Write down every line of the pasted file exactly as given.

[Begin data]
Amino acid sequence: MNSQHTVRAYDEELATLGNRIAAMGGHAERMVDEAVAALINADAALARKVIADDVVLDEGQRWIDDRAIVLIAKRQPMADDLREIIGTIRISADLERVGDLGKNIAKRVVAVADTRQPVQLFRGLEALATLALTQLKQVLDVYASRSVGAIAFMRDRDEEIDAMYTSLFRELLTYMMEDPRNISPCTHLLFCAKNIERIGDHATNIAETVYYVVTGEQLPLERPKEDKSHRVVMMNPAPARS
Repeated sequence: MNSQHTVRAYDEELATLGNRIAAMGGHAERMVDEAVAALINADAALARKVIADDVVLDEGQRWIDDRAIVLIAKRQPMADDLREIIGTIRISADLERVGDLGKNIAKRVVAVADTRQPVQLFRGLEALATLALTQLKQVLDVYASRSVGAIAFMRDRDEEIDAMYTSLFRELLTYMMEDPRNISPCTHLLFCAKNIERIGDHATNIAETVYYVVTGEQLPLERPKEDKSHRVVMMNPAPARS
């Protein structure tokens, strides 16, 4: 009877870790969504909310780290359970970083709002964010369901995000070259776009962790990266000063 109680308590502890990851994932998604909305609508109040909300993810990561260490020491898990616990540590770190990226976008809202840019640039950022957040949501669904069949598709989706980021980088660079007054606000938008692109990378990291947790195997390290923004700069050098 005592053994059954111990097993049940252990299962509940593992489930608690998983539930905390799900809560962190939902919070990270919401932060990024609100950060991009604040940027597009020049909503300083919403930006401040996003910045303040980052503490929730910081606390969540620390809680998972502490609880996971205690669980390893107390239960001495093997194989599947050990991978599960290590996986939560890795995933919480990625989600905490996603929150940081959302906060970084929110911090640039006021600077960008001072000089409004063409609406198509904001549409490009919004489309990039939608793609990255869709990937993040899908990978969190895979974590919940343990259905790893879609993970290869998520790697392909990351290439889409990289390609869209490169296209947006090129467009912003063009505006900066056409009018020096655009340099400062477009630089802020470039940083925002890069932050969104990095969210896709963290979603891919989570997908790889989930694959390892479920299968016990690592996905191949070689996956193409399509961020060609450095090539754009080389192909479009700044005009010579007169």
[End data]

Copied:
Amino acid sequence: MNSQHTVRAYDEELATLGNRIAAMGGHAERMVDEAVAALINADAALARKVIADDVVLDEGQRWIDDRAIVLIAKRQPMADDLREIIGTIRISADLERVGDLGKNIAKRVVAVADTRQPVQLFRGLEALATLALTQLKQVLDVYASRSVGAIAFMRDRDEEIDAMYTSLFRELLTYMMEDPRNISPCTHLLFCAKNIERIGDHATNIAETVYYVVTGEQLPLERPKEDKSHRVVMMNPAPARS
Repeated sequence: MNSQHTVRAYDEELATLGNRIAAMGGHAERMVDEAVAALINADAALARKVIADDVVLDEGQRWIDDRAIVLIAKRQPMADDLREIIGTIRISADLERVGDLGKNIAKRVVAVADTRQPVQLFRGLEALATLALTQLKQVLDVYASRSVGAIAFMRDRDEEIDAMYTSLFRELLTYMMEDPRNISPCTHLLFCAKNIERIGDHATNIAETVYYVVTGEQLPLERPKEDKSHRVVMMNPAPARS
């Protein structure tokens, strides 16, 4: 009877870790969504909310780290359970970083709002964010369901995000070259776009962790990266000063 109680308590502890990851994932998604909305609508109040909300993810990561260490020491898990616990540590770190990226976008809202840019640039950022957040949501669904069949598709989706980021980088660079007054606000938008692109990378990291947790195997390290923004700069050098 005592053994059954111990097993049940252990299962509940593992489930608690998983539930905390799900809560962190939902919070990270919401932060990024609100950060991009604040940027597009020049909503300083919403930006401040996003910045303040980052503490929730910081606390969540620390809680998972502490609880996971205690669980390893107390239960001495093997194989599947050990991978599960290590996986939560890795995933919480990625989600905490996603929150940081959302906060970084929110911090640039006021600077960008001072000089409004063409609406198509904001549409490009919004489309990039939608793609990255869709990937993040899908990978969190895979974590919940343990259905790893879609993970290869998520790697392909990351290439889409990289390609869209490169296209947006090129467009912003063009505006900066056409009018020096655009340099400062477009630089802020470039940083925002890069932050969104990095969210896709963290979603891919989570997908790889989930694959390892479920299968016990690592996905191949070689996956193409399509961020060609450095090539754009080389192909479009700044005009010579007169």